Biography of Ted Schwinden
Ted Schwinden, Montana’s 19th Governor (1981-89), a Democrat, was deeply involved in the major transformational changes in Montana and its government between 1959 and 1989. From when he first went to the Legislature in 1959, though his tenure as State Lands Commissioner for both Governor Forrest Anderson and Governor Tom Judge, his four years as Lieutenant Governor with Governor Judge, and his own eight-year tenure as Governor, Ted Schwinden was present at the creation of much major change in Montana during that transformational period.
Schwinden served as Governor of Montana from January 1981 until January 1989. He was born in Wolf Point, Montana in 1925 and enlisted in the U.S. Army toward the end of WWII, serving until 1946. After returning home, Schwinden attended the University of Montana under the GI Bill where received bachelor's and master's degrees. He then attended the University of Minnesota pursuing his Ph.D until he was required because of family needs to return to the family farm in the Tule Creek area near Wolf Point. In 1958, he was elected a Democratic member of the Montana House of Representatives from Roosevelt County, where he served two terms. He was named to the Montana Legislative Council in 1959 and served as House minority whip during the 1961 session. In 1965, he was elected president of Montana Grain Growers Association. In 1969, he was named Commissioner of State Lands by newly-elected Democratic Governor Forrest Anderson. He was reappointed to that position in 1973 by newly-elected Democratic Governor Tom Judge. As commissioner of state lands, Schwinden was put in charge of the emerging coal industry regulation including coal strip mine reclamation. He served as Commissioner of State Lands until April 1976 when he resigned to become a candidate for lieutenant governor with Governor Judge as part of the first “team” elected to the positions as required under the new 1972 Montana Constitution. In the general election that year the Judge/Schwinden team received 195,420 votes (61.7%) while overwhelmingly defeating Republican Robert Woodahl and running-mate Toni Rosell, who had 115,848 votes (36.6%), with write-in candidate Charles Mahoney securing 5452 votes (1.7%). Schwinden then served as Montana’s 23rd lieutenant governor from January 1977 to January 1981, during which time he also served as Chair of the Montana Bicentennial Commission, which oversaw the state’s participation in that national celebration. He ran for Governor in the 1980 Democratic primary election, with George Turman (former Mayor of Missoula, state legislator and Public Service Commissioner) as his running mate. In that Democratic primary election, he defeated Governor Judge, who was attempting to be elected for a third term. The vote was 69,051 (50.6%) to 57,946 (42.5%). In the general election of 1980 he easily defeated Billings Republican legislator Jack Ramirez by a vote of 199,574 (55.4%) to 160,892 (44.6%). In January 1981 Ted Schwinden became governor of Montana. In 1984, he was reelected by a huge majority against Republican State Senator Pat Goodover of Great Falls, 266,578 (70.3%) to 100,070 (26.4%). Schwinden continued to serve as governor until January of 1989, when he retired. In retirement he taught for a while at Carroll College in Helena. He and his wife Jean moved in retirement to the Phoenix area where he still resides today. Jean passed away in 2007. Ted and Jean had/have two sons, Mike and Dore, and a daughter, Chrys.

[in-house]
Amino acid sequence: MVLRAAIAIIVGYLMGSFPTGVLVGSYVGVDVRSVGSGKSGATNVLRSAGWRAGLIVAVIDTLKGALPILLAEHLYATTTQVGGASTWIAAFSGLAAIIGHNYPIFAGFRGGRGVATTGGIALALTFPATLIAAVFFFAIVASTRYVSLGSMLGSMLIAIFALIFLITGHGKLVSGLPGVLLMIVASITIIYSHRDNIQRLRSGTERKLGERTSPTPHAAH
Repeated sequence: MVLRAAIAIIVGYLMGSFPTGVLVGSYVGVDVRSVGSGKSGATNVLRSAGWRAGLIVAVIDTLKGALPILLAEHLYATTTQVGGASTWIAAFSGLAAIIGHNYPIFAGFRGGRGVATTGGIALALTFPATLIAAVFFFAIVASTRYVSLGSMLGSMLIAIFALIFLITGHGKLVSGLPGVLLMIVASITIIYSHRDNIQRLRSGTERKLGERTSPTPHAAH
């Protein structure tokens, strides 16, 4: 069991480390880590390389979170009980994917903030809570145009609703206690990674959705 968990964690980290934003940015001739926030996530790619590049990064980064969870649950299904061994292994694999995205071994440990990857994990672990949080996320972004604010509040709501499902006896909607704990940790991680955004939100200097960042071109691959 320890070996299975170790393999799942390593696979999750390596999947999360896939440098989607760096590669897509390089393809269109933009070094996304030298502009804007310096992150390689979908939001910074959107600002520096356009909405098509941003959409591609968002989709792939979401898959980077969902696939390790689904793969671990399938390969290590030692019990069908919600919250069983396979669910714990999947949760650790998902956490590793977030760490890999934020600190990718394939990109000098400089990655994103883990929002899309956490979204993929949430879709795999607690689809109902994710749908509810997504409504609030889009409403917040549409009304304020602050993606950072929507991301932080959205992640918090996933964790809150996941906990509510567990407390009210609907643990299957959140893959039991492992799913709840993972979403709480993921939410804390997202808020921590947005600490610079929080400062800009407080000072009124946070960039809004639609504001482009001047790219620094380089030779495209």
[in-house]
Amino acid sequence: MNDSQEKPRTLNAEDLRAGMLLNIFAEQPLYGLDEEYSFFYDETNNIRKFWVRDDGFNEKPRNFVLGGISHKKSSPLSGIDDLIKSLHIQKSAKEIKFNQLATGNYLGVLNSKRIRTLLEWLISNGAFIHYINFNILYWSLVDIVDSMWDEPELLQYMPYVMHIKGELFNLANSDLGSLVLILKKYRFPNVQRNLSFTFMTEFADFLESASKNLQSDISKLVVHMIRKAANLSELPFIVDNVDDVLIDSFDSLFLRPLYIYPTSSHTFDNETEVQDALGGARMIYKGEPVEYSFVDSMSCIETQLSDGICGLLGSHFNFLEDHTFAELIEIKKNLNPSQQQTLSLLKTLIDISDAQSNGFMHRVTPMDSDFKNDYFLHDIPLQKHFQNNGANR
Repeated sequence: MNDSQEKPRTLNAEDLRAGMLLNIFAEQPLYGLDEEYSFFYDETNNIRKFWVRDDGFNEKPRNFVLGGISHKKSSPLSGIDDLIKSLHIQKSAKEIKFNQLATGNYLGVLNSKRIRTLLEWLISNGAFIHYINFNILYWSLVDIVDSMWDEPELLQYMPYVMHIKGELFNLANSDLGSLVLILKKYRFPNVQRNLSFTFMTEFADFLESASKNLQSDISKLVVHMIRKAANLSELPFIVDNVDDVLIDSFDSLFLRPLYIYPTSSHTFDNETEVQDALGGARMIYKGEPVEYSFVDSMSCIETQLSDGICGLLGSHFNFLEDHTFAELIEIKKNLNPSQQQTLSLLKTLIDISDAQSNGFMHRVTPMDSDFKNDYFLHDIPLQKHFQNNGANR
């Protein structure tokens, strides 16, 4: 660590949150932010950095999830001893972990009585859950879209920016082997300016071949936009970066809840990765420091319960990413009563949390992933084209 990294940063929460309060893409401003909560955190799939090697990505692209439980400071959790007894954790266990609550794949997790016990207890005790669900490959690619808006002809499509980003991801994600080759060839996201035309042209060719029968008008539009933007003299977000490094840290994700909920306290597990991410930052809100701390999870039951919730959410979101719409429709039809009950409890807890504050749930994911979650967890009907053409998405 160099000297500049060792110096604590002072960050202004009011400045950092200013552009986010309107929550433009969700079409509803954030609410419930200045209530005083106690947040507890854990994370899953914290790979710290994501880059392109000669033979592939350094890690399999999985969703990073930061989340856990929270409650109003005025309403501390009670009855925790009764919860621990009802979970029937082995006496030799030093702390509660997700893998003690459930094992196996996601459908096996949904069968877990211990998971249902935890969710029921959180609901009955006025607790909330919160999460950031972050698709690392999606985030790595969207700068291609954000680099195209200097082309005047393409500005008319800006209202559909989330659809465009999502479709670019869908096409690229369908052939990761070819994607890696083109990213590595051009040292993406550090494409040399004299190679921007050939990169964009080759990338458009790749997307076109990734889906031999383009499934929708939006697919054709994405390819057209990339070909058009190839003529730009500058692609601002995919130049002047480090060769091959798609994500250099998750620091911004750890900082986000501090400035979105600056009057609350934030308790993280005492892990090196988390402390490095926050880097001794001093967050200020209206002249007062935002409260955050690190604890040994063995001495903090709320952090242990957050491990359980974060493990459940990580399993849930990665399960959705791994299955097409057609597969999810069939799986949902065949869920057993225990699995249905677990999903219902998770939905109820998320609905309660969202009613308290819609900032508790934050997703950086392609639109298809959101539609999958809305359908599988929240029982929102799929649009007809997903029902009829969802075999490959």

Schwinden, Ted and Barrett, Evan, "Biography of Ted Schwinden" (2016). Biographies and Photos of Series Participants. 33.